Me: I’ve tried it. They’re useless. I’ve never had any luck with those. Umm. In which case, can I have a refund on the cable?
Them: We don’t unfortunately because it’s cut cable.
Me: So you can’t do refunds on cut cable?
Them: No, cause it’s umm..
Me: In which case, can I have an address to make a complaint to?
Them: Yes, of course you can sir……….would you like the email address as well sir?
Me: Yeah, why not.
Them: So thats the contact number for them. you might be better off going through the email rather than the po box, cause you never know with the response time on there.
Me: Alright, OK. Thank you.”
A few things to note regarding that conversation:
- Yes I umm and err a bit when I’m nervous. I do not like complaining in person.
- I am less than 2 miles from the TV transmitter. I can see it clearly from any of the windows at the back of my house. I am not living in Barton Hill, and have no knowledge of what the TV signal for Barton Hill’s residents might be like.
- Internal aerials are ALWAYS shit. The only time I’ve got any signal on one at all was when I lived at the top of a hill, and it was tied to the curtain pole near the ceiling. And then, the signal was..average, but just about watchable.
- If my reading of information online is correct, those boosters are designed to go the other end of the cable, to boost a signal you are redistributing elsewhere. If you put it the other end now, which has a shit signal, you’ve still got a shit signal. If I put it the end with the aerial, I’ve got a good signal, boosted to…a good signal? I don’t think it would solve my problem, but radio/TV transmissions are slightly a dark art, so you never know. In some cases they actually make the problem worse, if you read the information on those two links I provided above.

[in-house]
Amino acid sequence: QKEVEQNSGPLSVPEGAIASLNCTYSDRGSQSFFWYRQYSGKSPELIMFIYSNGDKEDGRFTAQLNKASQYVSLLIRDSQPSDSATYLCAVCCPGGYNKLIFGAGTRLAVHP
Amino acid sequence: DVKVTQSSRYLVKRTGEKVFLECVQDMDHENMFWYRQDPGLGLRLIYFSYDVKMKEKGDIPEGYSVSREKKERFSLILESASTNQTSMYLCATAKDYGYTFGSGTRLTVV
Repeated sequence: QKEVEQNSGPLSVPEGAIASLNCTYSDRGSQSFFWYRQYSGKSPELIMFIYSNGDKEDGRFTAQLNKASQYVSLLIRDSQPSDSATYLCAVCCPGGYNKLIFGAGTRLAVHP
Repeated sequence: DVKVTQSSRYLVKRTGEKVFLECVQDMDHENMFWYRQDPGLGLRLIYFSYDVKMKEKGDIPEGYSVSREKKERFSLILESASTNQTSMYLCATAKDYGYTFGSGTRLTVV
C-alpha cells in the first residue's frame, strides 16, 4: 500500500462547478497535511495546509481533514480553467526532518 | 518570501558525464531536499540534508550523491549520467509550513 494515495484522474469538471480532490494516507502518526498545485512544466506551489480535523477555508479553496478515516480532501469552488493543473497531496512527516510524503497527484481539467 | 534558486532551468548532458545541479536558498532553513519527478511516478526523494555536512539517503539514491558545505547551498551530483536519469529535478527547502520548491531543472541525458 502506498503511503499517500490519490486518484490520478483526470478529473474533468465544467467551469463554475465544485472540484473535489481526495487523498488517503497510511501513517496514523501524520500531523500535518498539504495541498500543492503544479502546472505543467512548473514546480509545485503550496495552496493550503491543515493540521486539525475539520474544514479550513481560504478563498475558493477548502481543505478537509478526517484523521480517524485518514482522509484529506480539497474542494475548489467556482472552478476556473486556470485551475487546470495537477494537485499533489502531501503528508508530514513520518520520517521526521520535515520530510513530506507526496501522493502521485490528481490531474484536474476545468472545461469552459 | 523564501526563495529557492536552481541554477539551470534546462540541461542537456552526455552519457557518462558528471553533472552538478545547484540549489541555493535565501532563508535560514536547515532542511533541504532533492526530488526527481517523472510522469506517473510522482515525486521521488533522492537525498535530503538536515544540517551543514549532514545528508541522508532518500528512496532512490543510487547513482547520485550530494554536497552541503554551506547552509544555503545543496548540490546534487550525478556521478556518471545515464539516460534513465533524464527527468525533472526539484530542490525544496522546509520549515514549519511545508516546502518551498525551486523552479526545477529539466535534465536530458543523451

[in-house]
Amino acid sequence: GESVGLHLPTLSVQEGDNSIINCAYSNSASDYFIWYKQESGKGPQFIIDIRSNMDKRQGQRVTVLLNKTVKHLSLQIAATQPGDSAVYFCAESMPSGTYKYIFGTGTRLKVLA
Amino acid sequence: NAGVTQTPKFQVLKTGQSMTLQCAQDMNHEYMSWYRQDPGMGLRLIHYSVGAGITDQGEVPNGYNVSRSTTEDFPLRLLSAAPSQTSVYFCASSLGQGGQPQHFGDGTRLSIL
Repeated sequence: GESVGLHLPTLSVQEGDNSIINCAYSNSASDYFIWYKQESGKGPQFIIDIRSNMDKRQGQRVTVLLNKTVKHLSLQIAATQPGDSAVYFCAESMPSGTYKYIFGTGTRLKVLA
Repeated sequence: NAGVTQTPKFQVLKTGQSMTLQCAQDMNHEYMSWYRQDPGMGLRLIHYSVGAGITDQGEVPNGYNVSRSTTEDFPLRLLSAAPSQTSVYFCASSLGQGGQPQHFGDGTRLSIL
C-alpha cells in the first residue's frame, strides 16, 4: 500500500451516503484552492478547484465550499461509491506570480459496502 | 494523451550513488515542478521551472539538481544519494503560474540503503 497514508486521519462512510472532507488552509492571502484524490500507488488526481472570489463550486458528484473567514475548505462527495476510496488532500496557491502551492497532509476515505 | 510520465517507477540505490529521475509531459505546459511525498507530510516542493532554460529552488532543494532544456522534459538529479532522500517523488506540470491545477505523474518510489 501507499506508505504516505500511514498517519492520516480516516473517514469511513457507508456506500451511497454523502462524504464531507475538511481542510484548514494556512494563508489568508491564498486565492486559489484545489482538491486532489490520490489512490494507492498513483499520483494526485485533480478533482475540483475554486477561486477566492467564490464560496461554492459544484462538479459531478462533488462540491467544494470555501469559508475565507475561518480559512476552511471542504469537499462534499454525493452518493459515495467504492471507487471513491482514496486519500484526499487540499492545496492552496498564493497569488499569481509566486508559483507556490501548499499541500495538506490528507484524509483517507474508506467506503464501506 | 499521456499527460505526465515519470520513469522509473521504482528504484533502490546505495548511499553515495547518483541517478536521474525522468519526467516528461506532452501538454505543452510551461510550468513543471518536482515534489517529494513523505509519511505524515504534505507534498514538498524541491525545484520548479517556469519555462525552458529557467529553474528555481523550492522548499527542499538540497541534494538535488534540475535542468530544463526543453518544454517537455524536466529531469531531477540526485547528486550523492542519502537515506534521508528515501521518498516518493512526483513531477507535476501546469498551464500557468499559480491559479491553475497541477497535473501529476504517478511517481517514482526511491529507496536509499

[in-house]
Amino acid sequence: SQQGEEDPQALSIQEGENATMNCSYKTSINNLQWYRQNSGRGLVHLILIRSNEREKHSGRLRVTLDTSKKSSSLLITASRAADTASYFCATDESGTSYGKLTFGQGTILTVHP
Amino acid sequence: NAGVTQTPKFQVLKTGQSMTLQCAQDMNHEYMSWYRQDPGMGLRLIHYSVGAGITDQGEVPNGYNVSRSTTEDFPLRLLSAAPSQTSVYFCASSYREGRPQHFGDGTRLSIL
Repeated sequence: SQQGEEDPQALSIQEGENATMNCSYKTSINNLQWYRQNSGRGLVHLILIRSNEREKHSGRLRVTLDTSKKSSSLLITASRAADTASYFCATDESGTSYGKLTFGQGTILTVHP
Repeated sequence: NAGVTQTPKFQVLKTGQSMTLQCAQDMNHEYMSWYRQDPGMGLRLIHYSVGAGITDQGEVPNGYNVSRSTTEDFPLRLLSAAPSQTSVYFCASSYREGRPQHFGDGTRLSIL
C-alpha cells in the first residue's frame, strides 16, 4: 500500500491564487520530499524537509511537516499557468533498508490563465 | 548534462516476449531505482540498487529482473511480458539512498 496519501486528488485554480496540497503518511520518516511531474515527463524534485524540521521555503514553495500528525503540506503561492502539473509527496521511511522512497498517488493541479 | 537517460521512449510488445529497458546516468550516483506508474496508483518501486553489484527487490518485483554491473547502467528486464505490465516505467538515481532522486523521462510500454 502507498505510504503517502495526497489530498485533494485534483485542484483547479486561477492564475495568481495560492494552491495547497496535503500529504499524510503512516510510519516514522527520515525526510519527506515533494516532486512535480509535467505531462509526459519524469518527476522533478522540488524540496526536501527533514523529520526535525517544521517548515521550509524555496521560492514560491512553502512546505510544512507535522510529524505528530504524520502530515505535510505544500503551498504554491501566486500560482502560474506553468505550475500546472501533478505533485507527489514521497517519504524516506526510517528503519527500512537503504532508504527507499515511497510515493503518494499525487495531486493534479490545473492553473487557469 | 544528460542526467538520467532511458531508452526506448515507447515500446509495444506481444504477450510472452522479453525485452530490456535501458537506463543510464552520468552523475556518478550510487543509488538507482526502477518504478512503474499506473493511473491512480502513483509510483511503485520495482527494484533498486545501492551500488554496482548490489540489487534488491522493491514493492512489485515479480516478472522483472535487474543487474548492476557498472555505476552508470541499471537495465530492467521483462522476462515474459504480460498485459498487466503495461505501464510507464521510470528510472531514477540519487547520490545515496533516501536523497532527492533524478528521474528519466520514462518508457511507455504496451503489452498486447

- It is not worth trusting the reading on Freeview boxes. I can tell you that different brands, makes, etc. give different figures, for the same aerial and cable. Regardless, the TV was watchable at the aerial end (balanced underneath the loft hatch), and a lot of break up and cutting out at the other (in the living room). With the Webro WF100 cable, no such problems over the full length.
- I don’t think Maplin’s customer service team have any more of an idea of what “low-loss coax” is, than I did at the time I bought it. They still think low-loss is a good thing, and that “really cheap” cable would be worse. It’s not. It’s exactly the same, as low-loss coax is the really cheap stuff. Marked up at three times the price it should be. Low-loss coax is coax not good enough to be given a quality standard.
- 18-20m is not THAT long a cable length. Just think how far it is from your TV aerial (usually on the roof, possibly stuck on the top of a chimney), across the roof, down, and back into the living room. And that’s not a loosely-laid affair. It’s going round corners, being tacked along wall edges, to try and hide it. I’d be surprised if the average was much less. I say 18-20m because my current run is 20m of cable, then cut shorter. I probably did end up a couple of metres left over.
I replied to Maplin:
“Hi [their name],
The store I used was [store], Bristol. I’ve attached the receipt for the purchase.
I did try and get a refund the day after I bought it, but was told that there would be no refunds on cut cable.
First they blamed the length of the cable (I did explain I was using it as one continuous length at the time of purchase, so I’m not sure that’s an excuse, whether it’s true or not), then they reiterated several times that it was already “low-loss”.